Sound - 7/10

Hearthstone has always maintained a quality soundtrack that adds a tavern-esque flavor without distracting from the strategy at hand. Nothing mind-blowing has been added with the new expansion, though it doesn’t do anything to detract from what has been done before either.

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Story - 9/10

Grading a digital card game on plot sounds odd, but Blizzard just made some awesome additions to the Warcraft lore with Mean Streets of Gadgetzan. Up to this point, the characters, creatures, and spells in Hearthstone have mostly replicated pre-existing characters, creatures, and spells in the rich Warcraft canon. This time around, Blizzard not only created the aforementioned crime families, but basically gave the town of Gadgetzan a complete makeover. No longer is it a desert town characterized by sand and a combat arena; it is now a bustling metropolis complete with tourist attractions, potion shops, and seedy back alleys.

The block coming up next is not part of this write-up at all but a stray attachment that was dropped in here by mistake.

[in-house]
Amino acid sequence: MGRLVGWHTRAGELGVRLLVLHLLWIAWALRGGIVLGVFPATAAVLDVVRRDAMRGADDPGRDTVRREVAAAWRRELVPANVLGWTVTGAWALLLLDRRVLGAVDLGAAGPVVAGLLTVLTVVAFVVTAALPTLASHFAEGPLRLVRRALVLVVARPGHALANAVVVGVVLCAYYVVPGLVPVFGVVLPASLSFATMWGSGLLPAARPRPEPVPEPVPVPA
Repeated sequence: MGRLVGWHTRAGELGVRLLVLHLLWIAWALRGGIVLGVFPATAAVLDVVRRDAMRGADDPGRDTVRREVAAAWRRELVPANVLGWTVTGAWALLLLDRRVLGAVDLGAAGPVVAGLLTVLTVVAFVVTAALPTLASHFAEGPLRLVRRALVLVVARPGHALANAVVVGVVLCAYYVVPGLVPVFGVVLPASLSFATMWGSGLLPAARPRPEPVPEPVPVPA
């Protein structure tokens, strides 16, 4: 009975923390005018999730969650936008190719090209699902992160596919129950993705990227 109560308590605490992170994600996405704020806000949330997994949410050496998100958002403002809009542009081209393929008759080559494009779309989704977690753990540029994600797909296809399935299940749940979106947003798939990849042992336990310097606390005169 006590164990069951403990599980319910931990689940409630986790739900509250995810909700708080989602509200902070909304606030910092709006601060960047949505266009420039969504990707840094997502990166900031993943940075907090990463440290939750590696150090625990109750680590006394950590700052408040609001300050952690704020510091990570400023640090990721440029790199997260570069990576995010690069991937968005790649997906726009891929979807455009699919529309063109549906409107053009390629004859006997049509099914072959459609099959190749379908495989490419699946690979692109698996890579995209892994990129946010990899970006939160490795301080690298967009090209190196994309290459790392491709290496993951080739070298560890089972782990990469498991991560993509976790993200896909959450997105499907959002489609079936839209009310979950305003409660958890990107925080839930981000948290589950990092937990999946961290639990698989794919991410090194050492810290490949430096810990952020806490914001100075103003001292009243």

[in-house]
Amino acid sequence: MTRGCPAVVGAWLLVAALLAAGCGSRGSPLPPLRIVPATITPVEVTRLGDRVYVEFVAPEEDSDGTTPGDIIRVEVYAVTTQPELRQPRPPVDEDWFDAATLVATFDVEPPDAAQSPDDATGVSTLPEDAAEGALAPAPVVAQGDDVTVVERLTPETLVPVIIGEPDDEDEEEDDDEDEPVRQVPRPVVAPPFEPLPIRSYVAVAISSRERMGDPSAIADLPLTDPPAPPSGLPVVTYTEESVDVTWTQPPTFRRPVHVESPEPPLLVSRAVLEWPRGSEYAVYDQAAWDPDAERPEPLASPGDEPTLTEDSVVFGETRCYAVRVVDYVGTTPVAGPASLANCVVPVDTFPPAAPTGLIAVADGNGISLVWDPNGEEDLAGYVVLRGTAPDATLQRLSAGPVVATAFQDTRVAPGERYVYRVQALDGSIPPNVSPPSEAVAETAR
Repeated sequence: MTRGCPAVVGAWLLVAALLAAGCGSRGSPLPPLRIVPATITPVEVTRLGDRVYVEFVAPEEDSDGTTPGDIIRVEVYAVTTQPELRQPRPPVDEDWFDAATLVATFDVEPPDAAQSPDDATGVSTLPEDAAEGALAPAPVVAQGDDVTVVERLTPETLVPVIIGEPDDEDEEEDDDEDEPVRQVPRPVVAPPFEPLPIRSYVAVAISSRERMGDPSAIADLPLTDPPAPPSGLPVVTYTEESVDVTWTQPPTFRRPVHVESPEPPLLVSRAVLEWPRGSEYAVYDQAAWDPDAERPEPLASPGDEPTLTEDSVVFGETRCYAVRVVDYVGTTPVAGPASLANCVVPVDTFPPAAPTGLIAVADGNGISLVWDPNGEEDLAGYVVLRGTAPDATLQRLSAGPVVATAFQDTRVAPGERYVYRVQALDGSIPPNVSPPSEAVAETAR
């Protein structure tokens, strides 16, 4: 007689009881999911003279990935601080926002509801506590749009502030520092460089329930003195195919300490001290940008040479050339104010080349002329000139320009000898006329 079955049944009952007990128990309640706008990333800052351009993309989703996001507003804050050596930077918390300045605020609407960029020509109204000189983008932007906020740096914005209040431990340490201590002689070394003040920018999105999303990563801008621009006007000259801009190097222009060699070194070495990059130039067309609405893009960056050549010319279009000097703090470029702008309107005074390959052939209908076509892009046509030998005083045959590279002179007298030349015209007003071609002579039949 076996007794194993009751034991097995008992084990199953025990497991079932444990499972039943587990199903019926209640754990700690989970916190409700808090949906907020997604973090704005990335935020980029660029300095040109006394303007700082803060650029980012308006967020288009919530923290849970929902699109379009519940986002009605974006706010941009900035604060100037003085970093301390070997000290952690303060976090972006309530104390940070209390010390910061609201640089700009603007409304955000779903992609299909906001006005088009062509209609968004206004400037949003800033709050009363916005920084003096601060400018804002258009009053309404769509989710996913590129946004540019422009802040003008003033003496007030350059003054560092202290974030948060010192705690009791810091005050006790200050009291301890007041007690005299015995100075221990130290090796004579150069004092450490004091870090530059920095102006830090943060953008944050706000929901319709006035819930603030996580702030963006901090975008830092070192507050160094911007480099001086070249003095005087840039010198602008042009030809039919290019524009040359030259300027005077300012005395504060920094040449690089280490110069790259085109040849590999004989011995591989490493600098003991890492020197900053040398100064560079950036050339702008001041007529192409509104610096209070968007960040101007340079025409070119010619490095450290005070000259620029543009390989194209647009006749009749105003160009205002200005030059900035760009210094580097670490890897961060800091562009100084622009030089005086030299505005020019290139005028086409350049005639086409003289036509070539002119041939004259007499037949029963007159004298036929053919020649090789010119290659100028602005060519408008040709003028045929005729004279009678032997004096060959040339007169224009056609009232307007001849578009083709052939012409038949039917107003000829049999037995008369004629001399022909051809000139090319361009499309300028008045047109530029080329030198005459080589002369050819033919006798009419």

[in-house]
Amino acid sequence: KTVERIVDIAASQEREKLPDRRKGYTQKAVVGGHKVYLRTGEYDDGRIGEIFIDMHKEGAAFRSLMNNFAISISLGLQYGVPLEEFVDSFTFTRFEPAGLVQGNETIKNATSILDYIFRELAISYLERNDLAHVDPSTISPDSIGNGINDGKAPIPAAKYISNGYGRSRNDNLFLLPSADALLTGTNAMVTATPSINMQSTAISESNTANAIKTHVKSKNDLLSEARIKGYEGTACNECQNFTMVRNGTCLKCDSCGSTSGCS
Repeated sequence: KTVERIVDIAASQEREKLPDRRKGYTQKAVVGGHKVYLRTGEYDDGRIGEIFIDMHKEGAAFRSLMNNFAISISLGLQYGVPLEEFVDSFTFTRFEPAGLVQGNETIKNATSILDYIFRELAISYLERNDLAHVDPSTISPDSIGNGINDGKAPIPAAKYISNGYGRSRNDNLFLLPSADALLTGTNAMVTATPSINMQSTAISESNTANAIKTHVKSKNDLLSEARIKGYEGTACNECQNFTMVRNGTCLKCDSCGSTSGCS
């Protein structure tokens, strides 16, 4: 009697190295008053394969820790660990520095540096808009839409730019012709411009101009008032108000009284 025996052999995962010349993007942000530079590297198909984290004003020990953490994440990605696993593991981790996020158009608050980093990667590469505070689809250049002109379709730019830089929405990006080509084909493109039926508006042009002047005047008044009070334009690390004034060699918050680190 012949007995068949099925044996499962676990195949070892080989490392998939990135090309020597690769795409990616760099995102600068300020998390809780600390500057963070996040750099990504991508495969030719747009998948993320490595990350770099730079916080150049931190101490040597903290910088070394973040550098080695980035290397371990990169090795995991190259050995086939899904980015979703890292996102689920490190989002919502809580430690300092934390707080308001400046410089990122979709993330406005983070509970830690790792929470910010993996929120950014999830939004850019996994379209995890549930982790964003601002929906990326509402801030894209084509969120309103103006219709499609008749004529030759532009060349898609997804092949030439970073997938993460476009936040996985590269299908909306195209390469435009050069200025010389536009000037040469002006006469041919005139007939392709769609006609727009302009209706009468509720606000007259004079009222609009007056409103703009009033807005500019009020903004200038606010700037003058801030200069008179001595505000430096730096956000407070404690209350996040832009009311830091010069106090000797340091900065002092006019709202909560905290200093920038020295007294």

To date, the changes to Gadgetzan in this expansion have not culminated in any changes in World of Warcaft, nor have they become canonical in the greater Warcraft lore. Even so, I find myself hoping that this will change soon. I’d love to run stealth missions for Aya Blackpaw or go on an ingredient selection mission for a new potion with Kazakus. Yes, I realize I’m talking about a completely different game than the one on which this review focuses, but that just goes to show you how great the “story” in this expansion really is. Even if it’s just a “what-if” scenario, it’s a great one.

Replay - 10/10